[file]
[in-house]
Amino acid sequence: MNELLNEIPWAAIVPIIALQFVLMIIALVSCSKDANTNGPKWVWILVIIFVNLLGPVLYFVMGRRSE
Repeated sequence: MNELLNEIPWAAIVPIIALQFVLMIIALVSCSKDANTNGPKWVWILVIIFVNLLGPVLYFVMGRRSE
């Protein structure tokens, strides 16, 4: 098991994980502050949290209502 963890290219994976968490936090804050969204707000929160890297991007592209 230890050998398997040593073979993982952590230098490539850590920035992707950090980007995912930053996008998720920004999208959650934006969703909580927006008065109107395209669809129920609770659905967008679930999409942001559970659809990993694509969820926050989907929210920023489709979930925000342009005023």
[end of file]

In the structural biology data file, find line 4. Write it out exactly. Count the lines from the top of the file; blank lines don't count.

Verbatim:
């Protein structure tokens, strides 16, 4: 098991994980502050949290209502 963890290219994976968490936090804050969204707000929160890297991007592209 230890050998398997040593073979993982952590230098490539850590920035992707950090980007995912930053996008998720920004999208959650934006969703909580927006008065109107395209669809129920609770659905967008679930999409942001559970659809990993694509969820926050989907929210920023489709979930925000342009005023």